Day 41: Knuckle-dragging, Uneducated, Arrogant…and other Christian Traits (Acts 17:16-34)
Today’s Passage: Acts 17:16-34
Today’s title tries to capture how some people who are not Christian (and some who are) view Christians.
The idea that as people become more educated, they throw off religion, with all its superstition, is one of the key components of “secularization theory”. Pew Research challenges that view here.
Religion is identified as the root cause to many of the evil’s that humans have perpetrated against one another, all in the name of God. And rather than go down that road, my point is that I wonder what we expect of ourselves.
Do we think that Christianity can stand up against the theories of our own day?
Chapters 15:36 to 18:32 documents what is referred to as “Paul’s Second Missionary Journey”. In the last few posts I have dug into the geography, and even a little Greek, pondering how far they walked, where they went, and what Luke was trying to tell us.
The first 15 verses of chapter 17 report of the ministry to Thessalonica and Berea. From Philippi, through these two cities, and onto Athens was about 450 miles. And they are somewhat on-the-run as they turn the world upside-down.
One interesting observation is that while Thessalonica and Berea had very different reactions, one thing is common—their (the people’s) attention to the Scripture.
“In Thessalonica Paul ‘reasoned’, ‘explained’, ‘proved’, ‘proclaimed’ and ‘persuaded’, while in Berea the Jews eagerly ‘received’ the message and diligently ‘examined’ the Scriptures. Paul ‘argued’ out of the Scriptures and the Bereans ‘examined’ them to see if his arguments were cogent. And we may be sure that Paul welcomed and encouraged this thoughtful response.” (Stott, John. The Message of Acts (The Bible Speaks Today Series). InterVarsity Press. Kindle Edition.)
I bring this up because now Paul and his team are in Athens…and let’s be clear…Athens had been the foremost Greek city-state since the fifth century BC. Even after being absorbed into the Roman Empire, it retained a proud intellectual independence and also became a free city. It boasted about its rich philosophical tradition inherited from Socrates, Plato and Aristotle, of its literature and art, and of its notable achievements in the cause of human liberty.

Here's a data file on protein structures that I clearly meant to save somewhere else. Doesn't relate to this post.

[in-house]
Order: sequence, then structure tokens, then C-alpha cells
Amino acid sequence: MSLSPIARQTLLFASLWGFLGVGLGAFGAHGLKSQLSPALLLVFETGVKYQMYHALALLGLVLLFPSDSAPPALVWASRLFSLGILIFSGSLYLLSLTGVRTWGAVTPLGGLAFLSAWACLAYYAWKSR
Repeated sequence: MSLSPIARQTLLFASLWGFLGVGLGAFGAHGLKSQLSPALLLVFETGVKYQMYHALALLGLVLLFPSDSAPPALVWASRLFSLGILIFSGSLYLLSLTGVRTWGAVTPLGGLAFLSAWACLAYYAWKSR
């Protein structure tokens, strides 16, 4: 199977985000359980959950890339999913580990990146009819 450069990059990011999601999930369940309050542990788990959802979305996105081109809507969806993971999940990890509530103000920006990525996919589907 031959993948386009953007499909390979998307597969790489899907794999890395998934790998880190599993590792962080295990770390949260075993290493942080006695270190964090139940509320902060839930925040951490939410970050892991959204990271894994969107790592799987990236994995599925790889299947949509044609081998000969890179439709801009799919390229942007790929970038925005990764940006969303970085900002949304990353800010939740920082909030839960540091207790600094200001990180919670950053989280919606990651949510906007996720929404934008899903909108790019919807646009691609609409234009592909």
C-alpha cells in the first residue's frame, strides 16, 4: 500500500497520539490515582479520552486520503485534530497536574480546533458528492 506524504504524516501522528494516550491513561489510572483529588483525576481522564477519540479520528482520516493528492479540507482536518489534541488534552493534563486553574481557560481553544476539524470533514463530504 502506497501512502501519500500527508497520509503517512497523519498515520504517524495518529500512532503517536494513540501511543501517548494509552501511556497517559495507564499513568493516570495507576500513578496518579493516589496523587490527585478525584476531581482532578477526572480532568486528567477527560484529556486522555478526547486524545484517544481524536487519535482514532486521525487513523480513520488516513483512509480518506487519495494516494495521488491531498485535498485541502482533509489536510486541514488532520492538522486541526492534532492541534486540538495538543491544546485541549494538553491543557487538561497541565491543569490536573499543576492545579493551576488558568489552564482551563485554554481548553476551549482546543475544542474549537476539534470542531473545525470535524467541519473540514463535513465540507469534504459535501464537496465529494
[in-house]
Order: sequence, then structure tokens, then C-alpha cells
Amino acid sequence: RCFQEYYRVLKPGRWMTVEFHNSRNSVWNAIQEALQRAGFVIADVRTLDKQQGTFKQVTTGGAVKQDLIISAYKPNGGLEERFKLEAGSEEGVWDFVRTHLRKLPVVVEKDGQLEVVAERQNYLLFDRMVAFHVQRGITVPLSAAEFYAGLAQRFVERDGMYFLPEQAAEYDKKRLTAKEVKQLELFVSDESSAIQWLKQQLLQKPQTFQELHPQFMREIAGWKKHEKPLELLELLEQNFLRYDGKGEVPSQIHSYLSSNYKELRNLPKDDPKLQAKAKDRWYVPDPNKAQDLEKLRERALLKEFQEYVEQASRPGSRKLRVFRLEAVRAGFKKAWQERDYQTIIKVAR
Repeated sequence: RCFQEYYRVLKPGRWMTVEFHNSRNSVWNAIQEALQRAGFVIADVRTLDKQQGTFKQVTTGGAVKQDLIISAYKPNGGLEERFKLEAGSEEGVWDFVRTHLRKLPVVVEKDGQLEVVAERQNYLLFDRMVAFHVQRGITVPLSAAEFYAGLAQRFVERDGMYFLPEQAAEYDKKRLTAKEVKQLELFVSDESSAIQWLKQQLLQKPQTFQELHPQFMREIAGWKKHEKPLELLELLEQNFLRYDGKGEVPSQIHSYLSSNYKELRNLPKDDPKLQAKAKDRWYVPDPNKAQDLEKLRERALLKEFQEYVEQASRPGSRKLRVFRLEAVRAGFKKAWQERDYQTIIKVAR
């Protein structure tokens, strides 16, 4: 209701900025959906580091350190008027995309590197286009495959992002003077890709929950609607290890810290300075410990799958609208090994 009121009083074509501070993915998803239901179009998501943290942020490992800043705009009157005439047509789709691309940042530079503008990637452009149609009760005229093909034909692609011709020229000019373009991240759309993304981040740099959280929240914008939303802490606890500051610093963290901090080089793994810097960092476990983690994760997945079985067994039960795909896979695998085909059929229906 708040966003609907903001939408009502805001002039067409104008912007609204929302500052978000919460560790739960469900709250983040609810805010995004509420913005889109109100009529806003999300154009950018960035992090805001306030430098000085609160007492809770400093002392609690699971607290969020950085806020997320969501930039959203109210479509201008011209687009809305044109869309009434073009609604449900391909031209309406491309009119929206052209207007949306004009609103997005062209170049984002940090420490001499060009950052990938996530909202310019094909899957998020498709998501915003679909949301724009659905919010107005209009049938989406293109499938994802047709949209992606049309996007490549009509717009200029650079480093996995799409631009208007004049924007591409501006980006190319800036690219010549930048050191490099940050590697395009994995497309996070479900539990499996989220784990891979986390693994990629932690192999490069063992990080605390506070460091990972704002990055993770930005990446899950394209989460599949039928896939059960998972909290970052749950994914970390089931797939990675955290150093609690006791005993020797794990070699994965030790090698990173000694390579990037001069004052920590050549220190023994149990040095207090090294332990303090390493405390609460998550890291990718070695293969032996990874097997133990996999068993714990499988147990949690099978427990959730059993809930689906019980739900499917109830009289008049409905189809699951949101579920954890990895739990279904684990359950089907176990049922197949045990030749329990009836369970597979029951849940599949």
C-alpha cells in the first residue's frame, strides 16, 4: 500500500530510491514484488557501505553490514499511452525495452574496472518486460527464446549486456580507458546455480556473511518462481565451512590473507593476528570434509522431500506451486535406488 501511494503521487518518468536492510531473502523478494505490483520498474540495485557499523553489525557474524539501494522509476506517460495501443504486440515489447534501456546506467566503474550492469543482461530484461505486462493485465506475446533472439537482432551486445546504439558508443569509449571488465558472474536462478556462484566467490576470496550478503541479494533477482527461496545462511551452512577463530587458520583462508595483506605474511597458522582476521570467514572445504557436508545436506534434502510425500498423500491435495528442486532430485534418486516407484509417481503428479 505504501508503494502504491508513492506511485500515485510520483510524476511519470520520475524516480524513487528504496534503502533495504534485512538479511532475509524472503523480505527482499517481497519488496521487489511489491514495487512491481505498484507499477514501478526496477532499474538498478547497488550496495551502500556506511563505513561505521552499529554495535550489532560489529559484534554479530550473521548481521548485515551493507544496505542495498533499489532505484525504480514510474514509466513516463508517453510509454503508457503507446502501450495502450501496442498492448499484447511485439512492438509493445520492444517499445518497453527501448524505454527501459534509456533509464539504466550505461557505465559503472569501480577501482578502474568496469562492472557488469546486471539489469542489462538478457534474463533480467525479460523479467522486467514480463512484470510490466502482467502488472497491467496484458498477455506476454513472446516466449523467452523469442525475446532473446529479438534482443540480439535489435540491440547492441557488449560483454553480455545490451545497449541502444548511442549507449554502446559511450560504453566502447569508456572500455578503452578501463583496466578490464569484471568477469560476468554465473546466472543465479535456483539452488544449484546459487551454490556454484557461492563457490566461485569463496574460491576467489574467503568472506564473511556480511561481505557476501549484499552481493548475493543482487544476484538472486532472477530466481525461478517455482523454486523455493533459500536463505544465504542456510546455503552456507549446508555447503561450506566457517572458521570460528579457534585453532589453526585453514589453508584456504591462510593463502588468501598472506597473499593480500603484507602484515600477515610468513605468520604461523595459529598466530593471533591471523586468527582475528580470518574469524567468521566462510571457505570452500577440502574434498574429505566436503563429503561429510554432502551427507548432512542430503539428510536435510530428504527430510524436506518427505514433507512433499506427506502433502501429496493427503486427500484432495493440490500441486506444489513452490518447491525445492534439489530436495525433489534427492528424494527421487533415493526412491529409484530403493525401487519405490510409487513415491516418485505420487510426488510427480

It is physically impressive. Even today, what is left of its Temples, propel our imaginations to a city that must have immediately captured people’s attention.
It captured Paul’s, but in a different way. In 17:16 we read, “While Paul was waiting for them in Athens, he was greatly distressed to see that the city was full of idols.” That was the NIV version. The ESV says his spirit was provoked. Other versions say deeply disturbed or upset.
What is going on? Paul could have played the tourist, walking around with his jaw dropping at the marvels. He didn’t. He saw spiritually. He saw that all the wonders of this city were not built for God’s Glory, but rather to idols. This is the golden calf on steroids. These people have completely turned from God and have given themselves over to the ruler of this world.
And here is the deal—they don’t know it. They are super-impressed with themselves.
Paul is among the intellectual elite, and he shows them that he is not some uneducated vagabond. He shows them that Christianity is a robust, comprehensive, and philosophical view of the world. That Christianity is TRUE.
Yet if this is where we stop—at Christianity as a robust, cogent, and philosophical explanation of the world—then we have come no further than the Athenians. We have filled ourselves with spiritual pride. And as C.S. Lewis writes in Mere Christianity, “Pride is spiritual cancer: it eats up the very possibility of love, or contentment, or even common sense.”
No, following Jesus, or Christianity, is about more than philosophical truth. Turning again to C.S. Lewis, “Now the whole offer which Christianity makes is this: that we can, if we let God have His way, come to share in the life of Christ. If we do, we shall then be sharing a life which was begotten, not made, which always existed and always will exist. Christ is the Son of God. If we share in this kind of life, we also shall be sons of God. We shall love the Father as He does and the Holy Ghost will arise in us. He came to this world and became a man in order to spread to other men the kind of life He has — by what I call "good infection." Every Christian is to become a little like Christ. The whole purpose of becoming a Christian is simply nothing else.”
And this then, becoming united to God, that we might be like Christ, is our aim—whether we be considered “knuckle-draggers” or not.